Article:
Trevor and I walking up the hill from the barn. Photo credit: Tim Boas.

I am camping, enjoying the grounding qualities of sleeping outdoors on the Earth, listening to the nightly noises, and seeing the most beautiful night skies far from city lights. I saw the most magnificent shooting star of my life so far. The moon has been so bright; I am highly anticipating the full moon coming up on August 31st. I’ll be making a reishi tincture that evening (After further research, I found that tinctures are best started on the new moon and strained on the full moon; I’ll have to wait another couple weeks.) from a reishi mushroom I found at Finca Mycol back in Florida.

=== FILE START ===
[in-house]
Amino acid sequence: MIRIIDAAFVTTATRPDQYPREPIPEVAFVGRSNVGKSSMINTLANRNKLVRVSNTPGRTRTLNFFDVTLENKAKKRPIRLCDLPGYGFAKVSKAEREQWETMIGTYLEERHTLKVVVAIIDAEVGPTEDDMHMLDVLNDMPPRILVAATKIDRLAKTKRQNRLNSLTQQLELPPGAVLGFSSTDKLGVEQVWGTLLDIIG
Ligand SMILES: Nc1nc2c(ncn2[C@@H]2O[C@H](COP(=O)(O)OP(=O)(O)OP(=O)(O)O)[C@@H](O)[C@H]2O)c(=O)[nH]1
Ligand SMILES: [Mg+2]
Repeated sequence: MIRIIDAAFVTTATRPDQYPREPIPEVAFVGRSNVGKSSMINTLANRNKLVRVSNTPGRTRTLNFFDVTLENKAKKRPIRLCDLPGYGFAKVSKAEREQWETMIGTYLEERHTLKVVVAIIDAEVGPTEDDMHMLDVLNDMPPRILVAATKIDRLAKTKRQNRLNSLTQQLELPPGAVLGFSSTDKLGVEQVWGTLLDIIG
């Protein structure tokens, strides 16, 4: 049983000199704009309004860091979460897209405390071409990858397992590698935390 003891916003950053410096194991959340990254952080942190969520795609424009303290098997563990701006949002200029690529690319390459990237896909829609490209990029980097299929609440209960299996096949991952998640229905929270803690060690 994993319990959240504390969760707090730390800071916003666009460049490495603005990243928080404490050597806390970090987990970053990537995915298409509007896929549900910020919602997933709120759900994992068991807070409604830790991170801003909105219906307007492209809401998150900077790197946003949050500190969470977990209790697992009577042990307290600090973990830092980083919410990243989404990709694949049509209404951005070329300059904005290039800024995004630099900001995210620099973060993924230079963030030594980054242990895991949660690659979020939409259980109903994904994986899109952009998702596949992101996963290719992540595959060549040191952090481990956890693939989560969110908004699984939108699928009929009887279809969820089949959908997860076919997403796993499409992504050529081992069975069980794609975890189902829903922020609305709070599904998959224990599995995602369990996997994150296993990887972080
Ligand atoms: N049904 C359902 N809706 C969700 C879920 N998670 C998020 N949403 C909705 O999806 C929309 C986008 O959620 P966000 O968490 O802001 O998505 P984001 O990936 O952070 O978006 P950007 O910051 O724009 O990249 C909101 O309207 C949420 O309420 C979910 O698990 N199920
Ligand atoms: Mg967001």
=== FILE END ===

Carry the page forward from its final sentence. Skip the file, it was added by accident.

The family at the farm are warm and kind, fun and hardworking. They eat a late dinner after a long day’s work, so I had to make the difficult decision to begin forgoing sharing dinner with them to get to bed early and avoid eating too late at night, something I have learned to enjoy and felt the benefits of on farms so far. I have been spoiled by having many of my meals prepared for me by the woman of the farm. Her cooking is delicious and mostly consists of fresh farm produce, grown right outside the door. This is another reason I have been neglecting to update the blog: I haven’t been doing any recipe experimentation or any of my own cooking (besides my morning oats or cereal and a sandwich here and there). I do miss spending time in the kitchen and being the one preparing meals for others; however, it is a nice change to have food lovingly prepared by someone else for the family, of which they have made me feel a part.